For you and me, however, we should rely on some long overdue common sense. Eat food. That goes for your drinks as well. If there needs to be a research study to determine whether or not its SAFE FOR YOU (hello?), perhaps the best first-pass solution is to just back up and consume things that we know are safe.

Help us change the culture of health. Share this article.

Monday, November 09, 2009

Sleep For Your Diet

This article reports on data that may seem counterintuitive.

There is more to your weight and health than the "calories-in calories-out" idea. That's because there are a slew of other factors that sabotage your efforts.

This is the easy solution. If you're looking for a place to start with your diet, well, this is step number 1.

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For more information: Click here to visit Will Clower's website.

Wednesday, November 04, 2009


I'm now at a health fair for the Pittsburgh Pirates organization. It's
aninyeresting group -- lots of guys' guys.

I'm giving an intro talk in 30 minutes, w the chocolate. I hope they
like it.

Sent from my iPhone

A Solution. But The Wrong Solution

HCG is a human pregnancy hormone that people inject into themselves, and some people are advising that you do this as a weight loss magic bullet.

However, as I point out in my podcast here, there are healthy solutions and unhealthy ones. Cutting off your head works as a weight loss strategy, but isn't ALL that healthy for you.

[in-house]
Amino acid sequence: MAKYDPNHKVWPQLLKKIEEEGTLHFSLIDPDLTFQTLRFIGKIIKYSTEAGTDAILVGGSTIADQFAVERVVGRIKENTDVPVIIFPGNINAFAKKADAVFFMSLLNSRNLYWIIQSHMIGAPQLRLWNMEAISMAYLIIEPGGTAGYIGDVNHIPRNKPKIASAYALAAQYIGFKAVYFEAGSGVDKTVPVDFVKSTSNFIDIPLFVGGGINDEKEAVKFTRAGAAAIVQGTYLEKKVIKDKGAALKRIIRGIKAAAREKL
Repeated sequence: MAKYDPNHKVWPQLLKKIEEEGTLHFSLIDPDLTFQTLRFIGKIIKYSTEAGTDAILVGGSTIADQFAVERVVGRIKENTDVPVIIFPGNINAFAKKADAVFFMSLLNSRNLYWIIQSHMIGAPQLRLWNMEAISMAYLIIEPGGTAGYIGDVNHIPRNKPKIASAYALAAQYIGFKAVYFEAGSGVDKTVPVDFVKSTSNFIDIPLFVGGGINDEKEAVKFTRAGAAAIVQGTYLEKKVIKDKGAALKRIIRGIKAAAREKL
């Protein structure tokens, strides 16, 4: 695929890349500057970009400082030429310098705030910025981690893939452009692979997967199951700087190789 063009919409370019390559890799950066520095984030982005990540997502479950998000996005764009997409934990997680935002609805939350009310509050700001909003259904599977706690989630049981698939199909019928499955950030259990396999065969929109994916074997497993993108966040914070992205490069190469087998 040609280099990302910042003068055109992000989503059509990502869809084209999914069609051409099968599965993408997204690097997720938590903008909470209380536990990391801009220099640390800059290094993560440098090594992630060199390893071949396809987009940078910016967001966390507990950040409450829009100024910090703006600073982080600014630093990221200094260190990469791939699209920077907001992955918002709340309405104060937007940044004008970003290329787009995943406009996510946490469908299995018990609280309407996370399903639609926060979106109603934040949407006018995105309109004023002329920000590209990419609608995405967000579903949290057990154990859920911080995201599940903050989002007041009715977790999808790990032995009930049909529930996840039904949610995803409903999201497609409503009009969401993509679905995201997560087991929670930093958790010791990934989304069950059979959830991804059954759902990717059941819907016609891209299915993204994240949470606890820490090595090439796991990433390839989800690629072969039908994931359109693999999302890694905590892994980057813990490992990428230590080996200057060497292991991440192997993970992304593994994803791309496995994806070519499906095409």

Bulimia is an illness and results in weight loss, but you shouldn't do that.

And HCG has been called absolutely worthless and even dangerous by the American Medical Association. Don't fall for this, because in the end you will return to the original behaviors that led you to believe you needed to inject yourself with a pregnancy hormone in the first place!!

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Tuesday, November 03, 2009

Mammograms, Confusion, and Cancer

This article in the NYTimes explores the confusion around mammograms.

We thought that "get your mammograms" was a simple and pat thing to do. We thought it was obvious advice, and we were told so. Well, now that we've had it done a gazillion times to women across the country, we learn that mammography shows us when nothing's wrong (when it actually might be), and shows us when something IS wrong (when it actually might not be).